First: all helicopters are autogyros upon loss of engine power.
Now, aside from the abysmally poor math and lack of any kind helicopter history knowledge, there is one overarching question. Is faster a justifiable helicopter design goal? A tilt rotor, like the Osprey, has a high forward speed (305kn)with VTOL. Larger more powerful helicopters like the CH-53 with a 170kn forward speed make the X3's gains seem puny by comparison.
So what has been built here? To me it is like the world's fastest canoe, simple to do, just add a large motor. Would you use it? No, probably not, too many compromises.
Nik_2213
not rated yet May 21, 2011
"The X3 Eurocopter is badly designed."

X-3's a 'proof of concept', surely ??

Easy to have pusher props to free up the stub wings for hard-points, easy on a bigger version to have a drop-ramp tailgate well clear of whirling bits...
spectator
not rated yet May 22, 2011
Wrong, wrong, wrong.

180 knots is 207 mph, NOT 267 mph. This is a modest improvement, NOT almost twice as fast. Remedial math needed here.


You've mis-read something. The article uses 232kts.

The Eurocopter X3 can reach a top speed somewhere in the neighborhood of 267 mph (430 km/hr or 232 kts) in stable and level flight. It is not quite twice as fast as the current copters, but it is an impressive speed boost.


Which based on the correct conversion factor of 1.15mph per kts, this is exactly right.

232kts * 1.15mph/kts = 266.8mph

Newbeak
not rated yet May 22, 2011
First: all helicopters are autogyros upon loss of engine power.
Now, aside from the abysmally poor math and lack of any kind helicopter history knowledge, there is one overarching question. Is faster a justifiable helicopter design goal? A tilt rotor, like the Osprey, has a high forward speed (305kn)with VTOL. Larger more powerful helicopters like the CH-53 with a 170kn forward speed make the X3's gains seem puny by comparison.
So what has been built here? To me it is like the world's fastest canoe, simple to do, just add a large motor. Would you use it? No, probably not, too many compromises.

I don't think a copter without power is an autogyro.A copter feeds all it's propulsive power into the rotor,whereas an autogyro has an unpowered rotor and an engine to push/pull it through the air.If either machine loses power,they can auto-rotate to earth.
italba
1 / 5 (1) May 23, 2011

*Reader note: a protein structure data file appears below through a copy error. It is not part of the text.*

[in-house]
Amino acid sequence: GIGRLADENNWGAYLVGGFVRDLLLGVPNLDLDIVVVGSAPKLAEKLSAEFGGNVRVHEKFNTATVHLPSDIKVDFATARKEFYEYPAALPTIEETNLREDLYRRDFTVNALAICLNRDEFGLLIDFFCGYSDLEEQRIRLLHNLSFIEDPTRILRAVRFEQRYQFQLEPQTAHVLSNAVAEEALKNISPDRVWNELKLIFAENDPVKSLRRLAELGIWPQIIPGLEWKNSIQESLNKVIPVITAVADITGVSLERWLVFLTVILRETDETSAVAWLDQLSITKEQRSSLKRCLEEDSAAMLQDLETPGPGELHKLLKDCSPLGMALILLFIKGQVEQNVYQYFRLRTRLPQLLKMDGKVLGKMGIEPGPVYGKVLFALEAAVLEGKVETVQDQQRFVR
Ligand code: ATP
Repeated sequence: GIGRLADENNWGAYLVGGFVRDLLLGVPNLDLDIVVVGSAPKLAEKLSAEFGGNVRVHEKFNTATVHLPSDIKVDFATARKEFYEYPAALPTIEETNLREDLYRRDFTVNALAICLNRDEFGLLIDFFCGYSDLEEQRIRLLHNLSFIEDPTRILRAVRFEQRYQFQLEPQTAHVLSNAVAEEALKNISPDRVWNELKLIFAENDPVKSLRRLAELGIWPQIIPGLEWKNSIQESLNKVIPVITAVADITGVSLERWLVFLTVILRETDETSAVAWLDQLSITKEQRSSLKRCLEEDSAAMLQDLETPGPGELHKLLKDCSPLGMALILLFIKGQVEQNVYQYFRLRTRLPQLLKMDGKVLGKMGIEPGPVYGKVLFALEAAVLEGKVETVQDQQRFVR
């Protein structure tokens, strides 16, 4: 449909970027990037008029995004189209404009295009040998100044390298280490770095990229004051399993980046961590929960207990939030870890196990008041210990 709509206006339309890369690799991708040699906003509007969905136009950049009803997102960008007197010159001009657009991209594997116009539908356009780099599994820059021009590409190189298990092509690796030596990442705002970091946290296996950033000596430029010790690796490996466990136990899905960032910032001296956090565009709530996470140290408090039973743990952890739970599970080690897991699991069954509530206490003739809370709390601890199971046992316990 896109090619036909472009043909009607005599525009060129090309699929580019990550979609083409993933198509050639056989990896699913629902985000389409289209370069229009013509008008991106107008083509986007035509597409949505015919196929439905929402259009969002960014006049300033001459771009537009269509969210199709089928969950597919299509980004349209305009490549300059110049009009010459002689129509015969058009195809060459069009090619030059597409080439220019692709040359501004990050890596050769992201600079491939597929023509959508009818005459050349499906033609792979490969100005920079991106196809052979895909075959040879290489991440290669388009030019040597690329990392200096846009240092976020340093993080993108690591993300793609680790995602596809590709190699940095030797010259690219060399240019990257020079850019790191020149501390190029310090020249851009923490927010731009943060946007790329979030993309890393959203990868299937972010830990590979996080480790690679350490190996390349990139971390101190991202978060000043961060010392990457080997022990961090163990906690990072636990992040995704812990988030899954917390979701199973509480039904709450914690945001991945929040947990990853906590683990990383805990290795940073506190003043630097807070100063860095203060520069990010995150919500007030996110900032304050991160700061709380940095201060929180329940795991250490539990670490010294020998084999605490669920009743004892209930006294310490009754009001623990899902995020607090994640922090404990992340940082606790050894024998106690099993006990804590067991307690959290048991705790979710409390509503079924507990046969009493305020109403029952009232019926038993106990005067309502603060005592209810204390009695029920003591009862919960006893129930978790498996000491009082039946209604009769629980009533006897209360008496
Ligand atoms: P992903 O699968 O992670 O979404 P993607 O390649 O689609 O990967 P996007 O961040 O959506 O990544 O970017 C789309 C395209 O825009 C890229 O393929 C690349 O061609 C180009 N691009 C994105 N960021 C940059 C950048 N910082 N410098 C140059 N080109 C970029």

I was very disappointed to read such a poor and badly written article on this site.
The author seems to have just copied and pasted from the press release, not understanding how this copter works.

1) X3 designers didn't "add another engine". The twin engines are both connected, like most high performances copters, to the main rotor.
2) The side propellers do what the tail rotor do in "normal" copters, a torque force to balance the main rotor's drag.
Simply, one propeller pulls forward while the other one pushes backwards, in respect to the copter's speed.
3) The propellers are connected to the main engines by shafts, there is no need to throttle the propeller's speed. Like tail rotors, the pilot just have to change the propeller's pitch.
4) In a "normal" copter, the tail rotor energy is wasted, in this one the side propellers contribute to the forward speed.
More, there is no tail rotor drag or "side push" to overcome.
Anyway, not completely new! Seek Gyrodyne on wikipedia.
Moebius
1 / 5 (1) May 28, 2011
First: all helicopters are autogyros upon loss of engine power.


No, they aren't. A regular helicopter has no forward thrust when it loses power. It has to dive to maintain forward speed if it loses power because the rotor will immediately start to lose RPM. The rotor in auto-gyro spins only with forward speed. Lose forward speed and the rotor stops spinning. They have to dive to keep speed and apply maximum lift to the rotor just above the ground and hope that it will provide enough lift to lessen the crash.

This new design provides forward power even if the rotor loses power. This should provide it with some glide characteristics. Forward speed will spin the rotor, it will provide lift and the copter should be able to have the glide characteristics of something other than a rock, unlike all other helicopters.

Edit, my comments were assuming the article is correct and the copter has multiple engines, if it doesn't than it will still glide like a rock.
Tom327Cat
not rated yet May 28, 2011
A regular helicopter has no forward thrust when it loses power. It has to dive to maintain forward speed if it loses power because the rotor will immediately start to lose RPM.


Autorotation is gliding flight in a helicopter. Rotor RPM is not solely dependent on engine power. Airspeed and rotor pitch play an important role. In an autorotation landing, forward and downward movement through the air can be traded for lift upon landing by increasing rotor pitch just before touchdown. Helicopters do not make great gliders, but it is not crashing by any means. (Anyone want to try engine out landings in an F-16? Good luck with that.) I cant think of any commercial or military helicopter that isn't multi-engined anymore anyway. What helicopter crews fear most is transmission failure, followed by loss of control input, neither of which would be improved by this design.
Moebius
1 / 5 (1) May 30, 2011
What helicopter crews fear most is transmission failure, followed by loss of control input, neither of which would be improved by this design.


It would if the props had their own motors as the article states.

I know what auto-rotation is and I didn't explain it carefully assuming anyone reading it would also know. What you said does not refute anything I said.